safety-compliance-workshop Technology Handbooks Canadian ElectronicsDPN MagazineSoftware Directory
Apr. 9, 2015 - OleumTech, a manufacturer of wireless industrial automation systems, has launched the DH3 Ethernet Wireless Gateway with AES encryption for securing RF traffic. The new wireless gateway is a primary data collection point for OleumTech Wireless Automation Networks, offering remote viewing of Modbus data, data logging and trending capabilities and Ethernet connectivity. According to the company, it is an optimal solution for eliminating costly conduit and wiring while enabling 24/7 monitoring and control of process conditions. Other benefits include improved safety, improved reliability, and on-site and remote access to logged data, says OleumTech.
Feb. 1, 2015 - AutomationDirect’s APS series inductive proximity sensors are IP67-rated rectangular compact DC sensors available in top or front sensing models with 2.5 mm and 4 mm sensing ranges.
Jan. 19, 2015 - The LR-19 series of inductive linear position sensors has been added to Alliance Sensors Group’s product offering.
Jan. 19, 2015 - Pepperl+Fuchs says its IO series of ultrasonic sensors establish a new level of versatility and convenience with simple pushbutton programming that provides fast and easy on-site sensor parameterization without requiring any software.
Dec. 12, 2014 - Alliance Sensors Group has announced the ME series linear position sensors for embedded use in measuring the ram position of hydraulic and pneumatic cylinders in industrial, mobile or subsea applications. Designed to be drop-in form, fit, and function replacements for embedded magnetostrictive sensors, the series offers more robust construction and a lower cost of ownership, says the company.
The HART Communication Foundation welcomes the recent report and confirmation by NAMUR that WirelessHART technology meets the requirements for wireless sensor networks in process applications. After conducting an extensive multi-vendor field test, NAMUR reports that WirelessHART Communication provides the flexibility, security, robust performance, coexistence with other radio technologies and device interoperability within a WirelessHART network that its members should expect. 
The NAMUR field test used WirelessHART products from ABB, Emerson Process Management, Endress+Hauser, MACTek, Pepperl+Fuchs and Siemens to evaluate and verify WirelessHART compliance with NAMUR Recommendation NE124, "Requirements for Wireless Automation" and NAMUR Working Document NA115, “IT Security for Process Automation Systems.” The field test conducted at the BASF facility in Ludwigshafen, Germany, included laboratory evaluation of performance characteristics and several implementations in operating process plant environments.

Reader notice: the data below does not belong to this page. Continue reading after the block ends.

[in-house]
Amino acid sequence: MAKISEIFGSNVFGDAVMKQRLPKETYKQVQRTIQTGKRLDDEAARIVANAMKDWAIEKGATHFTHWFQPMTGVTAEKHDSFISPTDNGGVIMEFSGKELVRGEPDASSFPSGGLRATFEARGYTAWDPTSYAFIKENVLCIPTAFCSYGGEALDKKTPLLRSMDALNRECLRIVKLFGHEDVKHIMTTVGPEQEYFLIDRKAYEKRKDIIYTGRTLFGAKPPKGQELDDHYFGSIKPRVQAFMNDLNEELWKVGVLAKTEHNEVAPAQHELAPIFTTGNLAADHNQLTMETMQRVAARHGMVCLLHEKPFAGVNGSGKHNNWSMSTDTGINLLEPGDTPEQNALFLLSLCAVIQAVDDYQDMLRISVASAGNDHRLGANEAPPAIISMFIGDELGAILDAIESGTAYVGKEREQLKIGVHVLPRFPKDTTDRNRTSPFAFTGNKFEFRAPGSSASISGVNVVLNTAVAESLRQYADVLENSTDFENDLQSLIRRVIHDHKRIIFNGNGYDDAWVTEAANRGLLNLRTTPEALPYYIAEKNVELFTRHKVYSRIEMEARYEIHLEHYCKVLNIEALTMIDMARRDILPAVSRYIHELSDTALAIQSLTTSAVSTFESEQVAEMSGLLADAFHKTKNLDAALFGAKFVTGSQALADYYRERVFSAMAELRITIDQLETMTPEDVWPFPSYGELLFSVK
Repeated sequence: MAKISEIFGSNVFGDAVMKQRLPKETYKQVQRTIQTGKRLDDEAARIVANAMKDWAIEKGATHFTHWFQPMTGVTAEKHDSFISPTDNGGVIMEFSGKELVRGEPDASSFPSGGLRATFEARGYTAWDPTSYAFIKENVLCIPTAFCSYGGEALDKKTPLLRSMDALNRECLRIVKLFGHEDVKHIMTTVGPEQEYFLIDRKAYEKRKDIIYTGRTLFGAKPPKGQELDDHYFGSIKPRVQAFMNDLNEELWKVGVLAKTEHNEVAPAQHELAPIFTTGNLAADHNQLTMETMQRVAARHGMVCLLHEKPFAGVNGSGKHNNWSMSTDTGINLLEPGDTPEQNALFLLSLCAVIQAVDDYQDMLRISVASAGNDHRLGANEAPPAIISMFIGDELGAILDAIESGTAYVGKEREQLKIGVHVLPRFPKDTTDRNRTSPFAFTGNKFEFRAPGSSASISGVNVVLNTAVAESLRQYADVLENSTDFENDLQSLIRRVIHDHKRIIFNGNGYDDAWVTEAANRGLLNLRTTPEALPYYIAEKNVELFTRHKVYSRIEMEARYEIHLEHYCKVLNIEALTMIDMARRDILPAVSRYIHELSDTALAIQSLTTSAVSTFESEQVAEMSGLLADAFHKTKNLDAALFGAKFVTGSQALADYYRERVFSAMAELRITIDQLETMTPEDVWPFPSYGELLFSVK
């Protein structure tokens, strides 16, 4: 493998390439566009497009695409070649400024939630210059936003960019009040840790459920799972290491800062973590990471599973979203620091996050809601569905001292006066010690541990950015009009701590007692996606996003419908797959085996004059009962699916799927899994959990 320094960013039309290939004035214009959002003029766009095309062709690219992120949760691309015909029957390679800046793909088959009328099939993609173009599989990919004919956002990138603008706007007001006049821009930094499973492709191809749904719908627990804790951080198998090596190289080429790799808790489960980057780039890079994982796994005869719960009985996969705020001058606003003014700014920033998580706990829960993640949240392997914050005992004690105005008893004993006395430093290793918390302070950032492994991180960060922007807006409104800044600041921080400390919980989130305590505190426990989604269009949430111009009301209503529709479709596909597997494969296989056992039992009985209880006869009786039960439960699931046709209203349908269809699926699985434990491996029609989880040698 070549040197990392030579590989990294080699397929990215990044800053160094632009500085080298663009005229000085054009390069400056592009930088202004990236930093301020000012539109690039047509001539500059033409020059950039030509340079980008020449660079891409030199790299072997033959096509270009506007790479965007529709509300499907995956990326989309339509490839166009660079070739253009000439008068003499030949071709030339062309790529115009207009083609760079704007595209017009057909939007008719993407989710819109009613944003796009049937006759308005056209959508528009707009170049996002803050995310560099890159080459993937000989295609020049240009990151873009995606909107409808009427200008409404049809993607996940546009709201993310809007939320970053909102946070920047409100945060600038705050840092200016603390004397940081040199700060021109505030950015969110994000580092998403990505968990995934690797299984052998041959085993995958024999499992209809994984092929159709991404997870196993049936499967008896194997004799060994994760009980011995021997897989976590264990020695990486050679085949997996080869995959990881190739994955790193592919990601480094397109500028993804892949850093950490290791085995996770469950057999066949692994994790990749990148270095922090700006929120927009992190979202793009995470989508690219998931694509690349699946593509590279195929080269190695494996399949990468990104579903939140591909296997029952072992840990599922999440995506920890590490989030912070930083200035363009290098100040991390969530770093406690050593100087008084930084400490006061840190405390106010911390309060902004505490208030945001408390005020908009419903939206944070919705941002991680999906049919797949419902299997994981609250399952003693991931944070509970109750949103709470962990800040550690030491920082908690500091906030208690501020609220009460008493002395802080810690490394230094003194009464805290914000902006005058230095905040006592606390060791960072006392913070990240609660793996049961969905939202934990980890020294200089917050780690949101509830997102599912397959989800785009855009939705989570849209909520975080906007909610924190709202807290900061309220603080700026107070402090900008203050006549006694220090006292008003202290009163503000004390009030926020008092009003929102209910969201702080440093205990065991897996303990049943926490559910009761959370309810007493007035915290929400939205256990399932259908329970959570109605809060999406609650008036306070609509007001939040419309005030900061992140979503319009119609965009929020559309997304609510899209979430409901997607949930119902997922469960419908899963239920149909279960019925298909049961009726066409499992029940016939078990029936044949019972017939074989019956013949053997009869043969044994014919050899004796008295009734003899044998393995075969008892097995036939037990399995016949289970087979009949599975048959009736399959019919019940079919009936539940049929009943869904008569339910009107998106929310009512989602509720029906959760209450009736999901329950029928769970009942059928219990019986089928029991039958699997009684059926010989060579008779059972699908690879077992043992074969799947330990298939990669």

"Our tests prove that WirelessHART is an appropriate technology for applications within the NAMUR use class ‘Monitoring’ for wireless sensor networks," reports Martin Schwibach, senior automation manager for BASF and chairman of the NAMUR AK4.15 Wireless Automation Working Group responsible for the field test. "WirelessHART technology provides a good alternative where wired networks are too expensive or too difficult to install. This field test verified the alignment of the WirelessHART standard with the NAMUR requirements for wireless automation in process applications." 
Founded in Germany in 1949, NAMUR is an international user association of 121 member companies in the chemical/pharmaceutical processing industry. NAMUR represents approximately 15,000 PCS experts, of whom approximately 300 are active in 33 working groups covering the fields of measurement and control, automation, communication, process control and electrical engineering over the entire lifecycle of systems.
"We are delighted that the NAMUR field test showed WirelessHART meets user needs," says HART Communication Foundation executive director Ron Helson. "Other user installations have also proven the capabilities of WirelessHART, a technology designed specifically for process applications that builds on experience gained with millions of wired HART devices installed around the world. We look forward to working with NAMUR and others to continue improving the technology and extend its benefits to even more users worldwide." 
The WirelessHART standard is an evolutionary enhancement to the HART Communication Protocol, the leading communication technology for intelligent process measurement and control field devices and systems with more than 30 million devices installed worldwide. The WirelessHART technology is backward compatible with currently installed HART devices, is supported by existing HART tools, and provides additional capabilities to access asset management information in both existing and new monitoring and control applications. 
The HART Communication Foundation is an international, not-for-profit, membership organization supported by more than 230 companies worldwide. Founded in 1993, the Foundation is the technology owner, standards setting body and central authority on the HART Protocol and provides global support for application of the HART technology. The Foundation establishes and controls the HART Communication standards including new developments and technology enhancements that benefit and support the needs of the industry.